Martin Peter Ward Platt
It was with great sadness that we learnt of the death of Martin Ward Platt, Consultant Neonatal Paediatrician, Newcastle upon Tyne. Martin’s interests spanned all aspects of Child Health from teaching and training to service delivery, public health and research. To all of these he brought a truly unique style and had an extraordinary ability to communicate any concept, however complex, to any audience. He had a huge range and depth of other interests and one invariably learnt something new from conversations with him.
He was a gifted teacher, influencing many to become paediatricians. Trainees and colleagues alike benefitted from his support, guidance and unfailing projection of calm. He brought warmth, kindness and compassion to the care of babies and their families and made medical jargon-free speaking an art form. He challenged existing dogma and maintained a strong clinical interest in paediatrics beyond the neonatal unit, treating several generations of some families.
Martin’s research advanced knowledge of the metabolic and endocrine adaptations following birth as well as many other aspects of neonatal care, including assessment and treatment of pain. He helped amalgamate maternity services in Newcastle and was heavily involved in the development of the UK’s first collaborative neonatal network, later formalised into the Northern Neonatal Network. Locally he also helped integrate Child Health services across Newcastle and his passion for child health saw him hold several major roles in local neonatal and paediatric charities.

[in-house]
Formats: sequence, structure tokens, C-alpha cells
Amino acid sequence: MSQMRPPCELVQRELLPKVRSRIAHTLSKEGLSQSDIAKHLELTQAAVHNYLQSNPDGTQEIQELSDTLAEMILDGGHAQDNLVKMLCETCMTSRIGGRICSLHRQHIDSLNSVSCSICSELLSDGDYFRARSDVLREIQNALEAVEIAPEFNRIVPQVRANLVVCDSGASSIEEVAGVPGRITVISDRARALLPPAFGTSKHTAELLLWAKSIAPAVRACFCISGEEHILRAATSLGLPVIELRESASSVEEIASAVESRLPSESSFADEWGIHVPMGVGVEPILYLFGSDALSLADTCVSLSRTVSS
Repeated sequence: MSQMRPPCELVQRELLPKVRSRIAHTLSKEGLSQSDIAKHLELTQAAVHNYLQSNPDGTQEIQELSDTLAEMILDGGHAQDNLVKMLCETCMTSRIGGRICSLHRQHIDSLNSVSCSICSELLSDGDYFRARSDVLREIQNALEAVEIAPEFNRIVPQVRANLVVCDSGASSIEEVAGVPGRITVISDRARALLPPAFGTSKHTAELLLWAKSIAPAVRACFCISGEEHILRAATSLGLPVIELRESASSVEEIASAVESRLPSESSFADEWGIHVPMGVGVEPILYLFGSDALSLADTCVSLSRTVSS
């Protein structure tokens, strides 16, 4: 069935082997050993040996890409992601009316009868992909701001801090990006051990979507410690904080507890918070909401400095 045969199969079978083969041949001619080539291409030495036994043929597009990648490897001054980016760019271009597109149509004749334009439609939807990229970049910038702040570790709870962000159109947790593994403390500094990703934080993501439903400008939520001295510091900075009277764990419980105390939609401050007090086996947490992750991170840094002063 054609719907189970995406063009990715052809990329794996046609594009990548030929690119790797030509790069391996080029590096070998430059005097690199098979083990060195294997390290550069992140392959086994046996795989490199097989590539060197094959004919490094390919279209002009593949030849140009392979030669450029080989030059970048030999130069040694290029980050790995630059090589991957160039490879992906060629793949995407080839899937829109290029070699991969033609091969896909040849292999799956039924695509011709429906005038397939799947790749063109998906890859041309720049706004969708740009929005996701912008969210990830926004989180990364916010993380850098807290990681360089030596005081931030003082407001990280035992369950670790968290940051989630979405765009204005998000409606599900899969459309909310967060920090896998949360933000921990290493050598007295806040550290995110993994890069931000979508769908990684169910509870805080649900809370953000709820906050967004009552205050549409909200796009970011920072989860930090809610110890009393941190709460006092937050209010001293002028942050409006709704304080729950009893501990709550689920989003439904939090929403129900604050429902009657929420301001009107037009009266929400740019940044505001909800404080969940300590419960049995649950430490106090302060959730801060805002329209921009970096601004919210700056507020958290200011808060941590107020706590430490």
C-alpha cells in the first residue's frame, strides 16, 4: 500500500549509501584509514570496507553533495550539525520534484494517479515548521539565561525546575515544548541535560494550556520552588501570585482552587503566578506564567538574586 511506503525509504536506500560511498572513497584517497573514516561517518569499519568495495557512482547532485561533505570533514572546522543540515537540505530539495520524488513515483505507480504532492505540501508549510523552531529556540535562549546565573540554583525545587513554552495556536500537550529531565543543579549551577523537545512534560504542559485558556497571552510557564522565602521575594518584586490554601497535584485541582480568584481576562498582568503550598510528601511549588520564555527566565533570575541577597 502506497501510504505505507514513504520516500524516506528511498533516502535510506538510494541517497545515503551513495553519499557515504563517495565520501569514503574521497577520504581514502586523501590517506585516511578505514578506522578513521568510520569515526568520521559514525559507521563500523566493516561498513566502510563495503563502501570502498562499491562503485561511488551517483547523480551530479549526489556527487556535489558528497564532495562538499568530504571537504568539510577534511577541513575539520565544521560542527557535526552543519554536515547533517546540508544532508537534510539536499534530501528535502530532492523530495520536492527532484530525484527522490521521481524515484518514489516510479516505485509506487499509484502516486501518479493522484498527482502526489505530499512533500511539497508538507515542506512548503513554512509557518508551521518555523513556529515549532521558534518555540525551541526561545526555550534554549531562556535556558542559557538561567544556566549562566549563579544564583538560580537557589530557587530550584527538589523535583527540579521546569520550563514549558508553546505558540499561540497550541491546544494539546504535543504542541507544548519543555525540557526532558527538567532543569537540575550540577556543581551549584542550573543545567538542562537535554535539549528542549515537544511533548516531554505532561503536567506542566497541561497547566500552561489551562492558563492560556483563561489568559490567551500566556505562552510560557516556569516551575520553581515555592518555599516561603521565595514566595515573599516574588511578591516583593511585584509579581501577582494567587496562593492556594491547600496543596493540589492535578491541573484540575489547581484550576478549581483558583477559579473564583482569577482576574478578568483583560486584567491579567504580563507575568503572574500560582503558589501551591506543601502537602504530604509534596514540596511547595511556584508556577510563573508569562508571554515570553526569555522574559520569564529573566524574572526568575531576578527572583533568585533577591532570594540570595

Martin was the perinatal data lead for the Northeast Region over many years and had a highly productive collaboration with the CESDI research programme. More recently he led the establishment and running of the national register of congenital anomalies and rare diseases, a role he filled with great distinction. Over the last few months of his life Martin worked with the Southwest team in starting to establish a national registry of unexpected child deaths – his ability to work with bereaved families and molecular scientists with equal ease was a major factor in the rapid progress of this project.
In the course of 20 years at Archives of Disease in Childhood, Martin held many roles including interim editor in chief. He used his clinical and academic intellect to arrive at the nub of an issue, but was always the first to give authors struggling to present their case the benefit of the doubt or a second chance.
Outside of work Martin had a wide range of interests and carried through his sense of caring in everything he undertook. Throughout his final illness he made light of the challenges he faced and strove to protect those around him. He leaves his wife Anne, two sons and a grandson.
Consultant Neonatal Paediatrician, Newcastle upon Tyne